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Annual event begins Thursday morning with slack, nightly performances begin at 7 p.m.

It's rodeo time again.Lon Austin

The Crooked River Roundup is back, starting with slack next Thursday morning.

The annual event has been named one of the top medium-sized rodeos in the country, and according to early reports, this year could be even better.

In an effort to improve the rough stock performances while honoring one of the founders of the Roundup, organizers have made a major change for this year.

The saddle bronc riding will now be the Orville Yancey Featured Event.

There will be $10,000 of added money, making it one of the top-paying rodeos for the event.

The end result is that saddle bronc riding should be exceptional this year. Expect to see many of the top riders in the country make the trip to Prineville.

Adding to the excitement, the Roundup has also added a large electronic board to show live and replay coverage of the rodeo.

That means that no matter what seat you have, everyone should be able to have an up-close view of events.

The TV viewing should be especially good for all of the rough stock events.

The Roundup has also added junior bull riding this year.

That should be a good thing as recent years have seen a drop off of participants at the high school level in all of the rough stock events.

Giving youth bull riders an opportunity to show their skills in front of such a large audience should encourage more kids to continue in the sport, a good thing for the future of rodeo.

Not a rodeo fan? Well, there is plenty of other things coming up.

The annual Splash N' Dash is currently taking registrations for each of their four events.

In addition to the original Splash N' Dash, which includes swimming, biking, kayaking and running, participants may now choose from a triathlon, duathlon, or the John Marsh Memorial 5K run.

Except for the 5K run, all events can be done as individuals or relay teams.

If you want to see just how fit you are, I challenge you to do the entire Splash N' Dash as an individual. It is a great event and fun for the whole family.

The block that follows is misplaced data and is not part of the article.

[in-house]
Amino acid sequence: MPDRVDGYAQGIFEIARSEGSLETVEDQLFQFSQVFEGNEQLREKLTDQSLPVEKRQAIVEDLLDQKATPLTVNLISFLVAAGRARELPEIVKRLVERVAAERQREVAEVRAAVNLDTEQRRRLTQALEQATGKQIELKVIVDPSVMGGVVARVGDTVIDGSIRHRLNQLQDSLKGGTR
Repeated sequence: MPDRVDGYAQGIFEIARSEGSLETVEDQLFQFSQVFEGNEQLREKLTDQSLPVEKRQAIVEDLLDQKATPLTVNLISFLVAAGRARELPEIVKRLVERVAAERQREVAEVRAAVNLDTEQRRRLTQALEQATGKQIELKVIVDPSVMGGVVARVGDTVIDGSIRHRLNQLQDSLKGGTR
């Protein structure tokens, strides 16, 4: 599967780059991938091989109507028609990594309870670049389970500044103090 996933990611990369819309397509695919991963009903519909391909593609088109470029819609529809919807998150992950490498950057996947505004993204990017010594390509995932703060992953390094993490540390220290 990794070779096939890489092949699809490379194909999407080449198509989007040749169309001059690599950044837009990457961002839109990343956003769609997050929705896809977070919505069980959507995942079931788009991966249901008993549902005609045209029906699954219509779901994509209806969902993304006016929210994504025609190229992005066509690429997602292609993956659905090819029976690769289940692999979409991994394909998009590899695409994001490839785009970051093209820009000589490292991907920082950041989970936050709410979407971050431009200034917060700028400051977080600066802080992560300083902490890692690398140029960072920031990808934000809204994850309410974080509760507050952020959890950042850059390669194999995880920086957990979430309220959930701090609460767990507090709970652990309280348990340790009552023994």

Speaking of fun, I have a special trip coming up this weekend. It will be rushed, but from a sports photography point of view, it is going to be special.

Most small town sports editors spend the majority of their time on high school sports, with an occasional story about youth sports, a few stories concerning college athletes, and of course the usual stories about summer golf tournaments, rodeo, horse races and the like.

Once in a great while, we get to report on a college event, and if lucky, once or twice in a career, we get to see a professional sporting event.

This week, I will be covering a NASCAR race at Sonoma, California.

It will be a bit of a rushed trip. We leave today for the 500-plus mile drive, and I pick my press pass up late this afternoon.

Saturday morning, I have a required safety meeting. After all, it wouldn't look good if I got run over by a race car.

Early in my career as a sports reporter, I was run over by a pick-up man and his horse at the Paulina Rodeo, and I would rather not make the same mistake with something as large as a car.

Saturday afternoon is qualifying for Sunday's race as well as a NASCAR Pro Series West race.

Then Sunday, beginning at noon, is the Monster Energy Cup Toyota/Save Mart 350.

I know that auto racing is not everyone's cup of tea.

Still, it is a major sporting event, and road races typically have a lot of beating and banging between cars, leading to heated feelings and drama.

In addition to auto racing, there will be a stunt plane performance and a fly over from a jet fighter group.

I am really excited about the opportunity to photograph something totally different.

Don't forget, the horse races are rapidly approaching as well.

Usually, summer is a slow time for local sports reporters. So far, that has not been the case.

Two weekends ago, I was in Seattle for a half marathon. Last weekend, I was at the Oregon High School Rodeo Association State Finals.

This week is NASCAR. Next week it's rodeo. All in all, it's a great time to be a sports reporter.


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